Answering your most frequently asked questions

From the desk of Sofia Shakir, MDSofia Shakir, MDHappy Belated Memorial Day! Happy End of School Year! Ramadan Mubarak to our Muslim families! May this month be filled with blessings and gratefulness. For this week ’s installment of our practice blog I thought it would be fun to answer a few of the most frequently asked questions by parents.  Although one of the most important objectives of our training as pediatricians is to identify healthy children from sick, most of our time as community pediatricians is spent having conversations with parents and children about their growth and development. One of my favorite questions to answer-1. How can I help my child be happy?A happy child is going to go through their childhood storing wonderful memories to draw upon as an adult.  They are more likely to have strong relationships with their peer group and their family.  A few practical tips I give parents. Be a happy role model.  Continue to foster your own interests, remain physically active, and volunteer in the community.  Be an advocate for your child at school.  A great way to do this is at the beginning of the school year.  Send a friendly email. That will open the lines of communication so that if a problem arises the teacher will feel comfortable coming to you to problem solve.  A child who is happy at school is likely to do better socially and academically.  Make sure to help your child find and exp...
Source: Pediatric Health Associates - Category: Pediatrics Tags: Healthy Habits Source Type: news

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Authors speculate that this alteration of smooth airway muscle may imprint a unique signature that could help lead to highly targeted new asthma therapies.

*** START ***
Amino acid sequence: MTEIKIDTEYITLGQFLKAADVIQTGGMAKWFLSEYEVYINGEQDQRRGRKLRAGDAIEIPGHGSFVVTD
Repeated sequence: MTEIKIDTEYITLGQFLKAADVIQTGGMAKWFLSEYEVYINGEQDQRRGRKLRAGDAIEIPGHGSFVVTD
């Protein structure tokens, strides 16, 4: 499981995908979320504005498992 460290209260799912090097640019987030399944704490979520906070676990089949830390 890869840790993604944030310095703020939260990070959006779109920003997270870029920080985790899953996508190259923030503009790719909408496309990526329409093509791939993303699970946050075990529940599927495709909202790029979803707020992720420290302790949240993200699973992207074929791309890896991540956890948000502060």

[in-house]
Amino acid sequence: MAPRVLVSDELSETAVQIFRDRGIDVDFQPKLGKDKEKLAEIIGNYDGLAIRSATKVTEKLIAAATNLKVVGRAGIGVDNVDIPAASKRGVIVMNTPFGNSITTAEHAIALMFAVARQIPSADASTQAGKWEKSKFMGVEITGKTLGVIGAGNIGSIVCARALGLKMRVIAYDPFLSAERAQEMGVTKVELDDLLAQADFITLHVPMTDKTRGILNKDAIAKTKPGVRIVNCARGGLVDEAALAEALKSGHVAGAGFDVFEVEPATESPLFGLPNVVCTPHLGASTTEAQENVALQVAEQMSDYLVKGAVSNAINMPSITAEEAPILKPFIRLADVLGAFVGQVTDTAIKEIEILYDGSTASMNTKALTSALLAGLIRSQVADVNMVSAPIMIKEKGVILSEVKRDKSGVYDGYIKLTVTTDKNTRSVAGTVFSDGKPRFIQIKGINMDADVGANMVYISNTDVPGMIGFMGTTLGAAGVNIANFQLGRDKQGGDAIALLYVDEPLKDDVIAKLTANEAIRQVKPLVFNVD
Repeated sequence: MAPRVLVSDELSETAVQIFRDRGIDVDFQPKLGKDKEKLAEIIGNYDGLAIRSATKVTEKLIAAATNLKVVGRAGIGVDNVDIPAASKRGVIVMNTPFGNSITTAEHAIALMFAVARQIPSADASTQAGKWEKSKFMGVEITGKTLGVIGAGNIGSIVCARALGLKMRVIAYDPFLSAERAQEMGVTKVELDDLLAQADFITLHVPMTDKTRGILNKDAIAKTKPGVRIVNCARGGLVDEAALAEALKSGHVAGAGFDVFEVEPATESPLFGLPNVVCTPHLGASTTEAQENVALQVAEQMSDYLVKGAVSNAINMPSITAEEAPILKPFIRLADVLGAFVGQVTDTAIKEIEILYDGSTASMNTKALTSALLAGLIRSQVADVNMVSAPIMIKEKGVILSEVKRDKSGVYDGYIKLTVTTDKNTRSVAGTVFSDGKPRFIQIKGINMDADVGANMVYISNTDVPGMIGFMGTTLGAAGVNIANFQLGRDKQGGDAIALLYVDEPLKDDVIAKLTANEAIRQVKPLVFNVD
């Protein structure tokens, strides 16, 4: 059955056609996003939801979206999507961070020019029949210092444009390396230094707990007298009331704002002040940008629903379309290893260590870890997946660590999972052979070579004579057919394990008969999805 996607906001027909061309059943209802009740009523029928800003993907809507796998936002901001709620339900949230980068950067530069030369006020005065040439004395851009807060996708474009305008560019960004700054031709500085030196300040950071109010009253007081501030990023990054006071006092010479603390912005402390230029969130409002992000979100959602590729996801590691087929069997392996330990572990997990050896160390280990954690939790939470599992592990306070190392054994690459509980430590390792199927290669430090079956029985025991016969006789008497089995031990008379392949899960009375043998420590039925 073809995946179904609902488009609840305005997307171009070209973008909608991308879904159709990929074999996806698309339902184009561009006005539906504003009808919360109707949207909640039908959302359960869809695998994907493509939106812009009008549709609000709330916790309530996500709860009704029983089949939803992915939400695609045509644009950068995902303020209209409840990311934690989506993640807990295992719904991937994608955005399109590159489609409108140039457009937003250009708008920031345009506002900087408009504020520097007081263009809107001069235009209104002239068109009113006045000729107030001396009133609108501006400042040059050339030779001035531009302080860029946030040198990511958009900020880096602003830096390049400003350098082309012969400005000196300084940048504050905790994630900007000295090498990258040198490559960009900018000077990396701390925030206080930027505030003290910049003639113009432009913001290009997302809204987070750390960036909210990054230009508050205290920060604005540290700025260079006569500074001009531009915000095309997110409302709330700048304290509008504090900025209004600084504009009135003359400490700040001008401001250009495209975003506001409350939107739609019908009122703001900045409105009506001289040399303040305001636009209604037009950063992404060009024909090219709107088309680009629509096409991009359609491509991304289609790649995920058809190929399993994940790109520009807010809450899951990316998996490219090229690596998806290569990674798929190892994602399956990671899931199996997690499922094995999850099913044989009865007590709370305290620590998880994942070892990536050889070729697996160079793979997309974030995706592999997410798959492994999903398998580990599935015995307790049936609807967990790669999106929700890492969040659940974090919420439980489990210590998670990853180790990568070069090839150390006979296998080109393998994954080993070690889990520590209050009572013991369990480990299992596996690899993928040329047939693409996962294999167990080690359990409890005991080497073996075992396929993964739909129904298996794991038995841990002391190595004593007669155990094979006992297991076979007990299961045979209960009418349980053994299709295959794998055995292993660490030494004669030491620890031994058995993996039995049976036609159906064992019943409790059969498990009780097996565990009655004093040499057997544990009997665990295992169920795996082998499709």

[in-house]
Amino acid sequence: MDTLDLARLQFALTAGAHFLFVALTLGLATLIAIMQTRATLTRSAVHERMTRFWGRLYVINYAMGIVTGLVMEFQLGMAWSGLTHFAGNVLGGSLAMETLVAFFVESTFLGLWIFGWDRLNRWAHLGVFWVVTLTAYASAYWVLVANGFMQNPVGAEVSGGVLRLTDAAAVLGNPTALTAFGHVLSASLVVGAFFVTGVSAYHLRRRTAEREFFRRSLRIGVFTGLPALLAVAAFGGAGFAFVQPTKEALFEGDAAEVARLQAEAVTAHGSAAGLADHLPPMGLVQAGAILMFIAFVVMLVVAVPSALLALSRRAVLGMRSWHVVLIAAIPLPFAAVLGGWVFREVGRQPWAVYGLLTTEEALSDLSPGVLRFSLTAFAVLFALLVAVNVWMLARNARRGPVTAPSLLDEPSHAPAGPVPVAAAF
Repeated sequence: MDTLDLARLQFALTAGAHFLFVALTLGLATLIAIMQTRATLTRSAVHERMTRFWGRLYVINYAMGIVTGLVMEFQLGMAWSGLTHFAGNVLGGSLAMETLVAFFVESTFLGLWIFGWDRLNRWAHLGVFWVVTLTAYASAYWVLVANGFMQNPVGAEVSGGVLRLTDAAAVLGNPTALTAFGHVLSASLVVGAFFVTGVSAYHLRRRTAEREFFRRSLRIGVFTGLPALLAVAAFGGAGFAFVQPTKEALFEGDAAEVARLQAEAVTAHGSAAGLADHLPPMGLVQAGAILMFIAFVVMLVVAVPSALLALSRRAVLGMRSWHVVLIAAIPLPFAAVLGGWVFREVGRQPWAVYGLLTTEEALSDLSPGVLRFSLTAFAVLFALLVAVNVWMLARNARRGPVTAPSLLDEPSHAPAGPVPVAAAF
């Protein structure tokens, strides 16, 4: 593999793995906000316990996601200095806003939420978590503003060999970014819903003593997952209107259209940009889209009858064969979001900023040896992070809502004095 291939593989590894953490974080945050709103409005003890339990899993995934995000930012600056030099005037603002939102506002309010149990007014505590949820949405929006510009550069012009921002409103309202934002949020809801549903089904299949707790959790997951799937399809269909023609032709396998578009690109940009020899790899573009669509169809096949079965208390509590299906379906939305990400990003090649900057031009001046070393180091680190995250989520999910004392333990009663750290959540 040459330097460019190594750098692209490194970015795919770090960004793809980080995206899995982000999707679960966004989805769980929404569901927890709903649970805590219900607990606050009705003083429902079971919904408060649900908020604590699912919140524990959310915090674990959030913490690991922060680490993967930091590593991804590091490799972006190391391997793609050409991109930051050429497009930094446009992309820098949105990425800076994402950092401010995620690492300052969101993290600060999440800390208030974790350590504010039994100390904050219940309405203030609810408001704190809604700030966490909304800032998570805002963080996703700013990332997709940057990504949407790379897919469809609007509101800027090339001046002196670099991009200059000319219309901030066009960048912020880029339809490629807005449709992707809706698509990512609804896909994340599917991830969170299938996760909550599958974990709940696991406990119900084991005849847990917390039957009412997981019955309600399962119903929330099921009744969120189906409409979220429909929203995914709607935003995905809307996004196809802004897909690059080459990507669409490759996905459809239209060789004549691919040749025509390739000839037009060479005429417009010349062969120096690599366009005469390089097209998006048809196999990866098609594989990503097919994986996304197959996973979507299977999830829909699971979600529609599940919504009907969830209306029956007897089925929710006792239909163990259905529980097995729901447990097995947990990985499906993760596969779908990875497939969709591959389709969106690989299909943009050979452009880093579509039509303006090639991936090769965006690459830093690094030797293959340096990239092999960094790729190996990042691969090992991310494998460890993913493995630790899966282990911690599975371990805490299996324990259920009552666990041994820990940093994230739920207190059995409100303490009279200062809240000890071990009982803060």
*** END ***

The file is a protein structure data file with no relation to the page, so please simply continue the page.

Source: ConsultantLive - Category: Internal Medicine Authors: Tags: Asthma Source Type: news
NIH Director's Wednesday Afternoon Lecture Series – Special Tuesday Lecture The major interest of Dr. Hotamisligil's laboratory is to study the regulatory pathways, which control glucose and lipid metabolism. His lab's biochemical and genetic studies focus on signal transduction using cultured mammalian cells as well as transgenic animals to identify specific abnormalities in these pathways, which are involved in human metabolic and inflammatory diseases including obesity, diabetes, fatty liver disease, atherosclerosis, and asthma.For more information go tohttps://oir.nih.gov/walsAir date: 11/13/2018 3:00:00 PM
Source: Videocast - All Events - Category: General Medicine Tags: Upcoming Events Source Type: video
This study explores survivors’ perspectives on secondary prevention of campus sexual assault and effective strategies for intervention.     Read more   Mental Health ...
Source: Johns Hopkins University and Health Systems Archive - Category: Nursing Source Type: news
Objectives/HypothesisTo study rates of respiratory complications/interventions among inpatient tonsillectomy patients in the United States and identify risk factors for these events.Study DesignRetrospective database review.MethodsChildren (age  
Source: The Laryngoscope - Category: ENT & OMF Authors: Tags: Pediatrics Source Type: research